One of the new mechanisms in Rising Tide are pumping stations, which act as a second line of defense against the oncoming ocean tides. These stations work by removing one water cube from the board per station as long as the water cube is part of a connected path of water from the station.

The pumping station (the orange structure) can remove any of the visible water cubes.

So How do you Win?

Obviously you can’t cure the flood completely in this game. What the game gives you instead is hydraulic stations. Building each one of the four hydraulic stations gives you either a permanent or one time bonus. Two of the hydraulic stations let you place bonus dikes, the third lets you remove water cubes from a region, and the fourth closes the sea at the top, limiting the flow from off the board.


I’m going to start with some of my gripes about the game. First, the quality of the components is a little lackluster. I’ve played about five times now and my board is significantly warped.

The graphic design of the game makes some of the gameplay challenging. For instance, there are rivers flowing all throughout the game board, which conflicts with the boundaries between the regions.

Board warping after just a few plays.

I’ve noticed that the rules and upkeep are a little fiddly. I occasionally miss a dike around a region and place a water cube instead. At other times I’ve missed some of the water flowing due to the shape of regions and not being able to follow adjacencies very well.

Beyond these relatively minor issues, the game is fantastic. For me, it is the best version of Pandemic I’ve played to date. The logistical puzzle of water flowing and understanding the choke points in the game is incredibly tantalizing. Being able to process and close off the parts of the board as needed is a much deeper puzzle than the base game. This also makes drawing the storm cards a more intense and pressing problem. In regular Pandemic, drawing an epidemic will make a location into a momentary hotspot adding three cubes there, but in Rising Tide a Storm might dramatically shift the landscape of the board by bursting some of your important defenses along the ocean.

I’d argue that Rising Tide is the most thematic version of non-Legacy Pandemic to date. The water flowing mechanism is a perfect thematic representation of how the water would flow as the tides rise. Also, the building of pumping stations is thematic and in how it removes water from the board. Throughout the game, it feels like you’re battling back the water which is lashing towards you. You’ll have turns where you barely clear out a region and put up a dike just in time to prevent the water flowing into the space you just cleared. As you do this, it feels like you’re holding back a wall of water and are the person on the front line of defense. I’ve never personally felt a more evocative theme from a Pandemic game.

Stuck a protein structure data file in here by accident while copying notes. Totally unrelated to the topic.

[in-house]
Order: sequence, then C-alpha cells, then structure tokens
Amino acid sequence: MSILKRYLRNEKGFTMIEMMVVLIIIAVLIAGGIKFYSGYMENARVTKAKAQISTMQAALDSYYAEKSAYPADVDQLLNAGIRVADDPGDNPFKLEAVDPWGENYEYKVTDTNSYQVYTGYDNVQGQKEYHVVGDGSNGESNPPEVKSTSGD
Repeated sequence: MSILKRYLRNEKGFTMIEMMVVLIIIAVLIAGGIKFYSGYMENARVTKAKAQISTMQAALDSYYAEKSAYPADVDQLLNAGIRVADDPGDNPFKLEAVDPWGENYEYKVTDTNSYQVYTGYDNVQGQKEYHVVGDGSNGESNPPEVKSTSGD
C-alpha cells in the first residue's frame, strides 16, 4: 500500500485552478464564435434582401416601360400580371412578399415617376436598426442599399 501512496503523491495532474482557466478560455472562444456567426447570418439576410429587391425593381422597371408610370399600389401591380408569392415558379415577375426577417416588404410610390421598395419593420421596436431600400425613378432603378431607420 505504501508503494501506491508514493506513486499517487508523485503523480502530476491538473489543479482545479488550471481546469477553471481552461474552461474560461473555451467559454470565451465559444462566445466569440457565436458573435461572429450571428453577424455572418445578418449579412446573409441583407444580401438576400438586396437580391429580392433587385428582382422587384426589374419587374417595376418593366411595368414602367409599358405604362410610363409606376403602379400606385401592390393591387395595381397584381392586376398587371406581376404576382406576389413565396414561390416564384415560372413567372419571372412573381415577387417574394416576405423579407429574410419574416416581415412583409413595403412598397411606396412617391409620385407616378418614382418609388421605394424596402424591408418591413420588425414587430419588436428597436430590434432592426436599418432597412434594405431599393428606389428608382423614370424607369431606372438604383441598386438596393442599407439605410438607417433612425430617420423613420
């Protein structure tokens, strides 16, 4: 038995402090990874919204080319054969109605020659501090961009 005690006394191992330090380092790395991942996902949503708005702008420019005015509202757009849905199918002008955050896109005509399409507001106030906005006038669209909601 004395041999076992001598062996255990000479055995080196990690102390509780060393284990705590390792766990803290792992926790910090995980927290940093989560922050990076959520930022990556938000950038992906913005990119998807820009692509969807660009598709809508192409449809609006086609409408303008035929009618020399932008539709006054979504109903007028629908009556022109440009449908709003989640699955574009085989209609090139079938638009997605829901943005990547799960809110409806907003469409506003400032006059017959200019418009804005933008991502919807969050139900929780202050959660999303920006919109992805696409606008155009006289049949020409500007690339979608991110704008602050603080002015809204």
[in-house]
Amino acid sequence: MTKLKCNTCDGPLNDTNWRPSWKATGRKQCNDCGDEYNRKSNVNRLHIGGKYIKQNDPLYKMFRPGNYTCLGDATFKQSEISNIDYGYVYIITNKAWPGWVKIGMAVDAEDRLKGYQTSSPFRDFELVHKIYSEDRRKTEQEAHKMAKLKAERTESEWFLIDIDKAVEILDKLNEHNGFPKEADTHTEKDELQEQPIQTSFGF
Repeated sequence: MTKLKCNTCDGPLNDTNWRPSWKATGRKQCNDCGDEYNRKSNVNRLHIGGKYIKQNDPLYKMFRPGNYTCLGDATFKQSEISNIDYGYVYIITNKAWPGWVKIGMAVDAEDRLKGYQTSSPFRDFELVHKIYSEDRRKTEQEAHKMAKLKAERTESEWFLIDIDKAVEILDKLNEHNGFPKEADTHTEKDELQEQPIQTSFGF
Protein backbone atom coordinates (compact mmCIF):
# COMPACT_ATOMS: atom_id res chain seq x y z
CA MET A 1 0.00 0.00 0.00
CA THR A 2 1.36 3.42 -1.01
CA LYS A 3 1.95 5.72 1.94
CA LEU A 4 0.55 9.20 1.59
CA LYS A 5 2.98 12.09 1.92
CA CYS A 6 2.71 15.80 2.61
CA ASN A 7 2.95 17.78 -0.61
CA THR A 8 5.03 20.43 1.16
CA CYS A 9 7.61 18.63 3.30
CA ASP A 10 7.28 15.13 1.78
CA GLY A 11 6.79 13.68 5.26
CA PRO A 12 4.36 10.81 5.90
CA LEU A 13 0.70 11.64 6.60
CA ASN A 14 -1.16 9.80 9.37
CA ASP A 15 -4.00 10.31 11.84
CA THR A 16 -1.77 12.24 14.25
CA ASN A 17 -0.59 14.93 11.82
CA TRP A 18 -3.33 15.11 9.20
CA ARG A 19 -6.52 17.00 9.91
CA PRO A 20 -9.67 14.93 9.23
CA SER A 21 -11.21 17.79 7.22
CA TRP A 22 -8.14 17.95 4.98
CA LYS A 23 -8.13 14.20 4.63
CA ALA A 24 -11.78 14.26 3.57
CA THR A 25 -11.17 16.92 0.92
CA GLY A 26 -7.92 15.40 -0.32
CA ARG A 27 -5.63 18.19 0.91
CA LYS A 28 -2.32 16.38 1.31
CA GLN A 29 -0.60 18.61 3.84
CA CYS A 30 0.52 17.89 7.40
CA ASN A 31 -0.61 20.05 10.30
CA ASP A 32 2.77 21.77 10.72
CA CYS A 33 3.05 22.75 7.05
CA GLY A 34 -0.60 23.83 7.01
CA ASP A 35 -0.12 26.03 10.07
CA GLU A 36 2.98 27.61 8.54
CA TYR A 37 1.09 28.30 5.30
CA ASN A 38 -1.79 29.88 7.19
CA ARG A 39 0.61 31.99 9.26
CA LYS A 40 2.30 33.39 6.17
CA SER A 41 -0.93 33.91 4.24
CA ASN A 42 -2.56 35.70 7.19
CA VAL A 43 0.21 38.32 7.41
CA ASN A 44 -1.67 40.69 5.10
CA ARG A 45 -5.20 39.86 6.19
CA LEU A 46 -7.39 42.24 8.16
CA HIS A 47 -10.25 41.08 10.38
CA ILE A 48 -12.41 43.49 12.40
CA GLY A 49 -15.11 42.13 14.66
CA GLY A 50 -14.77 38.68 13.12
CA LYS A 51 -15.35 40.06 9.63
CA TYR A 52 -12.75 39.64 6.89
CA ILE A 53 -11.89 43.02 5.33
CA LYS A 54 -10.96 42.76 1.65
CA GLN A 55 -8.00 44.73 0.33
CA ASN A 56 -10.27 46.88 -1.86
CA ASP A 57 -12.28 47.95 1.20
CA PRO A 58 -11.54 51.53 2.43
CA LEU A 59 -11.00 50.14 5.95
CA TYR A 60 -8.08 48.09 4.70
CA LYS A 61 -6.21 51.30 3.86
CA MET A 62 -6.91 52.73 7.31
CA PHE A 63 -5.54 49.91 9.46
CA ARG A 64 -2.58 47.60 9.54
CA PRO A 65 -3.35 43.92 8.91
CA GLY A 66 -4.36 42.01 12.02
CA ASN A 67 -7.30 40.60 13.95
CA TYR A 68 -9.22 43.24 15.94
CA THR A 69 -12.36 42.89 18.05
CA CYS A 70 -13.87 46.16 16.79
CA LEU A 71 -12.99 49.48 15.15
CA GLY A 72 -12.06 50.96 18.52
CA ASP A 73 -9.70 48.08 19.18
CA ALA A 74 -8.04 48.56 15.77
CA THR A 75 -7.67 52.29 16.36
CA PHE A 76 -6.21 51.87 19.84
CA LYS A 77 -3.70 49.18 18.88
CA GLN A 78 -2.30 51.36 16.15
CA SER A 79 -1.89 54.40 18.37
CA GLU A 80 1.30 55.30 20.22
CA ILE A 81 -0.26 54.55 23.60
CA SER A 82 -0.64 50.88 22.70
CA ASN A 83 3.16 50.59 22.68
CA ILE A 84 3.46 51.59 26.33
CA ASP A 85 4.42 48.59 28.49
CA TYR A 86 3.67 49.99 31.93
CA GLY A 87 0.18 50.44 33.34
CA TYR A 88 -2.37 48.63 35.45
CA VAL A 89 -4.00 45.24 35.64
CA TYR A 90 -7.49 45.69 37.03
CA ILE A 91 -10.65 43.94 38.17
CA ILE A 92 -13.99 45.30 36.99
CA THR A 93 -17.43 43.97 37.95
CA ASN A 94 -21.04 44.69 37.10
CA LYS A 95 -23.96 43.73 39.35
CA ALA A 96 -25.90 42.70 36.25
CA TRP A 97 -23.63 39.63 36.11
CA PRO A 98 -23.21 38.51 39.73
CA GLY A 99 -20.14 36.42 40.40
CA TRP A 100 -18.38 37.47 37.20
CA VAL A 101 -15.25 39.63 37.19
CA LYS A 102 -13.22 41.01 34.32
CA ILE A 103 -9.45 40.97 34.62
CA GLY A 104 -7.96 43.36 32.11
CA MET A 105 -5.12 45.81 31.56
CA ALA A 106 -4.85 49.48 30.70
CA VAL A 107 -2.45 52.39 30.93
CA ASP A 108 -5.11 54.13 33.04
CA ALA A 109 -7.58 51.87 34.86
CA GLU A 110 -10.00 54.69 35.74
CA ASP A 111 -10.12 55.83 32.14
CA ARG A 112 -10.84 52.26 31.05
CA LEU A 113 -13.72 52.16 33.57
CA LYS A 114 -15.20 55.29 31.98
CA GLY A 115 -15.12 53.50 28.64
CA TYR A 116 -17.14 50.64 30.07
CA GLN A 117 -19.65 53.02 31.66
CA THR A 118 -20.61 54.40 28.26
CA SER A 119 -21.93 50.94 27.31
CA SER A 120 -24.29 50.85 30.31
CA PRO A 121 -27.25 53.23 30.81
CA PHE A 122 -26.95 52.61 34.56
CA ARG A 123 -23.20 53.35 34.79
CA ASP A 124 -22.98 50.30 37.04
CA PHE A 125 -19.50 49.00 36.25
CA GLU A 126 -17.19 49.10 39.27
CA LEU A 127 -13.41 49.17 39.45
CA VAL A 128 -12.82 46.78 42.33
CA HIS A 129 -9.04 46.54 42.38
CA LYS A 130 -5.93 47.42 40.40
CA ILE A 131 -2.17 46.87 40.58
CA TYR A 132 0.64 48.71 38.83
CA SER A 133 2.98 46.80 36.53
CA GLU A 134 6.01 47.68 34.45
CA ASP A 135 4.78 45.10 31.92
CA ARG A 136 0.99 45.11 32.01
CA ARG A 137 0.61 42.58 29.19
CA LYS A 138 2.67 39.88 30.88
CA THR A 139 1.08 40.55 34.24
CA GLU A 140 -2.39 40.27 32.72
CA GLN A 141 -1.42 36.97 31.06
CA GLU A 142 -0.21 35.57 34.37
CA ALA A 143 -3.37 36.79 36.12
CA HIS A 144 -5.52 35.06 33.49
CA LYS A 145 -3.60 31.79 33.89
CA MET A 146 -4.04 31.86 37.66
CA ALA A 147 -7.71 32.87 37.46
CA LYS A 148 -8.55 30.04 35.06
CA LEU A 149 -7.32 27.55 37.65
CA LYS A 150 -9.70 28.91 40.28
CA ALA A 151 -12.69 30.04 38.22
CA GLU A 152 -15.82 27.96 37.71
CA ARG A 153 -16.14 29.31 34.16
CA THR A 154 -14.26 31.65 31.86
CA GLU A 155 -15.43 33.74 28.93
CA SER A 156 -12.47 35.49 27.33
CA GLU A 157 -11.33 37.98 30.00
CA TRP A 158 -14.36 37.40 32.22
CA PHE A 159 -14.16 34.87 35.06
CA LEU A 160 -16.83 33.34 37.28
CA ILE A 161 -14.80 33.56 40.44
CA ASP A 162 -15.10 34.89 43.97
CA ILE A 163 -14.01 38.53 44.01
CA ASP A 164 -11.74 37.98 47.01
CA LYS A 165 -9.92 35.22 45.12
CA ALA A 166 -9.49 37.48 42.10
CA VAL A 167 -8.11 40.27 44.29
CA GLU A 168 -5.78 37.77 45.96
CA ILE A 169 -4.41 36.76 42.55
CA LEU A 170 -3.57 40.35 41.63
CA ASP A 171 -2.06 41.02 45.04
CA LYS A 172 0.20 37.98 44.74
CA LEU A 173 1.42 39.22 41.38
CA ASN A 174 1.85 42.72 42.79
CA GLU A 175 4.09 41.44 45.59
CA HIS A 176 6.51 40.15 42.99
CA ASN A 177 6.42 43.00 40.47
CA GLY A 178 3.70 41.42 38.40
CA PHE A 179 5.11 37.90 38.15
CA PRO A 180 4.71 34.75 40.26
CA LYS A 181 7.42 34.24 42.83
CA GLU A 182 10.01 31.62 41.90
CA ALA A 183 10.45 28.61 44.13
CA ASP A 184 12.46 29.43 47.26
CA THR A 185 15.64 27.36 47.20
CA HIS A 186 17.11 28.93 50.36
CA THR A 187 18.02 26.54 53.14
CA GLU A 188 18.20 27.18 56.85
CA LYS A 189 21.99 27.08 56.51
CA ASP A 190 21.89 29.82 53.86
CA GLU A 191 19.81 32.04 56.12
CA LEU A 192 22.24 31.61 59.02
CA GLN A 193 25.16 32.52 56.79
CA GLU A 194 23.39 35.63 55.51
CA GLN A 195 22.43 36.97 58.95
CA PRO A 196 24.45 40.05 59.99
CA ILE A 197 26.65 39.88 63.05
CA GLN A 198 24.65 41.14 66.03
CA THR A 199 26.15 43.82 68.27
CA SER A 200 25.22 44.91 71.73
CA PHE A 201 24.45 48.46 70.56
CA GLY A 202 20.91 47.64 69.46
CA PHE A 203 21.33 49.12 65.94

If all of this isn’t enough for you, the game comes with a built-in variant. There are a series of objective cards, which ramp up the challenge of the game. These objectives require you to build up the population in different regions. The game also has ways to scale the game to higher difficulty using more objectives. Thus far I’ve only beaten the game at the Heroic Apprentice level (4 objectives and 8 storm cards) and have yet to attempt anything beyond that because I barely beat made it through.

If you’re a fan of Splotter games and want an interesting co-op game with lots of meaty decisions and planning, Pandemic: Rising Tide is a good fit for you. The base Pandemic formula is a well defined and something I really enjoy. Rising Tide twists the Pandemic formula into something more strategic; making each of your decisions more impactful. Even with the aesthetic and component complaints I have, I highly recommend Pandemic: Rising Tide.

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Andrew Plassard

Andrew Plassard

I like big games and I cannot lie, you other gamers can’t deny. That when a euro walks in with a shiny new case and a rule book in my face, I get pumped. Hi I’m Andrew and I like heavy euro games with a side of player interaction when necessary. I think board games are the best way to force me to think in different ways while having fun and hanging out with my friends.